A few hours later I was playing on my phone and felt a prick of my conscience to stop and engage more with the life around me. At first I dismissed it, the day was already ruined after all. Tomorrow.

Then the feeling came back, and with it the thought that I had forgotten myself. I had had a bad moment, and from that had decided to give up on myself for the entire rest of the day, and God was very not okay with that.

God was asking me to come back to myself, to recognize that no matter how many mistakes I had made, and no matter how recently they had been, my heart was still within reach and I was still worth fighting for. God wasn’t trying to take the phone out of my hands, He was trying to take out the shame that was making me hide. He was trying to awaken the real me.

So I put down the phone and thought “alright, I’ll be myself then. I’ll be myself right now.”

Count Your Blessings- Matthew 18:27-30, 32-33

Then the lord of that servant was moved with compassion, and loosed him, and forgave him the debt.
But the same servant went out, and found one of his fellowservants, which owed him an hundred pence: and he laid hands on him, and took him by the throat, saying, Pay me that thou owest.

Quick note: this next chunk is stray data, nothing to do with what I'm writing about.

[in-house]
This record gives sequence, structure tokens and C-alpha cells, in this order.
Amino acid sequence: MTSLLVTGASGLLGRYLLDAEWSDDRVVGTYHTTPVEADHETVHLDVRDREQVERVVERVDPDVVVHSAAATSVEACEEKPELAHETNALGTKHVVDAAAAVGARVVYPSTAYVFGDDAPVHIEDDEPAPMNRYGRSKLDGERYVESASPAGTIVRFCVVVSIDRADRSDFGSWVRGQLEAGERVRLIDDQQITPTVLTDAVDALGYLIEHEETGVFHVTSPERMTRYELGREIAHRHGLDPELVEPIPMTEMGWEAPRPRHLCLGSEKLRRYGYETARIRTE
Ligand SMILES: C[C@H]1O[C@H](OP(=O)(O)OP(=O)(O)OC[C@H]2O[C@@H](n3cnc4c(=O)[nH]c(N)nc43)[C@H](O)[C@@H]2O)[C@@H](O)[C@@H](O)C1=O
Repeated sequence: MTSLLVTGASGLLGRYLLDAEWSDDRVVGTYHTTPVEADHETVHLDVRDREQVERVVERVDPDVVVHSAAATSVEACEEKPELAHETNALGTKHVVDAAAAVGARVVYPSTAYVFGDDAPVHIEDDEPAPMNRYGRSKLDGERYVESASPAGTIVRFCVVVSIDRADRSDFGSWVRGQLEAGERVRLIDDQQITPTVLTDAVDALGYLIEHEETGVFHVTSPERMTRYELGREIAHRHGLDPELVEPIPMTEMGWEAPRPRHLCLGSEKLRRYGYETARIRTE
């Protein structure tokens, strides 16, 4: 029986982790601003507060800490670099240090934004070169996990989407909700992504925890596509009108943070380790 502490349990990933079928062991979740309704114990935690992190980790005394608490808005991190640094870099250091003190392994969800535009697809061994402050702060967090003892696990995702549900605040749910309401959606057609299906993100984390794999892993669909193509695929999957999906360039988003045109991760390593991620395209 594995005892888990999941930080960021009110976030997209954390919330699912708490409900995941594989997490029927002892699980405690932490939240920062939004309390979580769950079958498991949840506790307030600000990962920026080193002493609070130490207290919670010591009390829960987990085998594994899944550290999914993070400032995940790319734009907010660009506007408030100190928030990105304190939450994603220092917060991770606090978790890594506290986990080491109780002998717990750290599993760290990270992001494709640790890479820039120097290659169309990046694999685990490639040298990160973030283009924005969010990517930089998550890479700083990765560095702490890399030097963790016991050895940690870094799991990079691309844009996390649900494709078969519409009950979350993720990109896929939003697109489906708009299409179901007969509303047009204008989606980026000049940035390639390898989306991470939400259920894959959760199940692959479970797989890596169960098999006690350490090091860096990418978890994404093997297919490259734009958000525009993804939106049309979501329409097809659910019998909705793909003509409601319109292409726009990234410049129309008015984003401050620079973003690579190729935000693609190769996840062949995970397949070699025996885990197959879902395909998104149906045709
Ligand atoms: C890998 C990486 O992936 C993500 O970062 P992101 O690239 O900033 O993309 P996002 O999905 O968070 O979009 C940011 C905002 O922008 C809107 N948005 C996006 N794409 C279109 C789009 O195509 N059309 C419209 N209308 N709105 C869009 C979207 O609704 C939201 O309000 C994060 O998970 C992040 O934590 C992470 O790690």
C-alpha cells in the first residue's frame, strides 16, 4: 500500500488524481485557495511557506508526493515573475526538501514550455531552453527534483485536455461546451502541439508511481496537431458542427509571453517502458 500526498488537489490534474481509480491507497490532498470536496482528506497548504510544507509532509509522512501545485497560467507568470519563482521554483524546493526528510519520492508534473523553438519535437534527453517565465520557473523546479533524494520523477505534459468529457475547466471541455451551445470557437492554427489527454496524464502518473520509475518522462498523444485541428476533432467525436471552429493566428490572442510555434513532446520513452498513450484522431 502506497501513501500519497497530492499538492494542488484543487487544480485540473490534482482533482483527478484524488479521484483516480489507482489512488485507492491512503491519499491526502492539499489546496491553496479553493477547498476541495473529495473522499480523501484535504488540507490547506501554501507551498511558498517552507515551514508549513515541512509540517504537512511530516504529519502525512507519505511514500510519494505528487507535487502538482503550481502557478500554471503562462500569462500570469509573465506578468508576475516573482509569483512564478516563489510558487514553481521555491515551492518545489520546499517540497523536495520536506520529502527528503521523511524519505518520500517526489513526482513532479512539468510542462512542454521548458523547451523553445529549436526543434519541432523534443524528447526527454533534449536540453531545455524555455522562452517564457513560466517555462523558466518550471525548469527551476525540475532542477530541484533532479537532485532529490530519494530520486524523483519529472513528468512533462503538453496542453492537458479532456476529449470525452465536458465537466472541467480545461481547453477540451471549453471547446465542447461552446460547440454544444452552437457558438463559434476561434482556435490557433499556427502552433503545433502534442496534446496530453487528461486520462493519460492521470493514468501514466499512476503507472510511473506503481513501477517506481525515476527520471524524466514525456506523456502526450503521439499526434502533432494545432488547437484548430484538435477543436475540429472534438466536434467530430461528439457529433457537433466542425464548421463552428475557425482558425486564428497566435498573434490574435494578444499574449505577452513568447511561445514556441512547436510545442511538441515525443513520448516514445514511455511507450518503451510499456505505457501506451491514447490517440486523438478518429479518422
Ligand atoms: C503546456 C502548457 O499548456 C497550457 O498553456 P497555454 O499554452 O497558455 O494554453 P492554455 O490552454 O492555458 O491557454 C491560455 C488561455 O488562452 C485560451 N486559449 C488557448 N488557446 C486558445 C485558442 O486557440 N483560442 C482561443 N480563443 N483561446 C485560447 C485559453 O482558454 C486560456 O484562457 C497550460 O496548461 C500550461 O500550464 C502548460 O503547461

And his fellowservant fell down at his feet, and besought him, saying, Have patience with me, and I will pay thee all.
And he would not: but went and cast him into prison, till he should pay the debt.
Then his lord, after that he had called him, said unto him, O thou wicked servant, I forgave thee all that debt, because thou desiredst me:
Shouldest not thou also have had compassion on thy fellowservant, even as I had pity on thee?


I forgave all that debt, shouldest not thou have had compassion, even as I had pity on thee?
Though the servant had been granted a great gift, the gratitude of it was not alive in his heart. At least not enough to share it with his neighbor. This illustrates one of the tragic results of getting lost in despair: how it sours our behavior towards those around us. One simply cannot lift another while they are themselves sinking.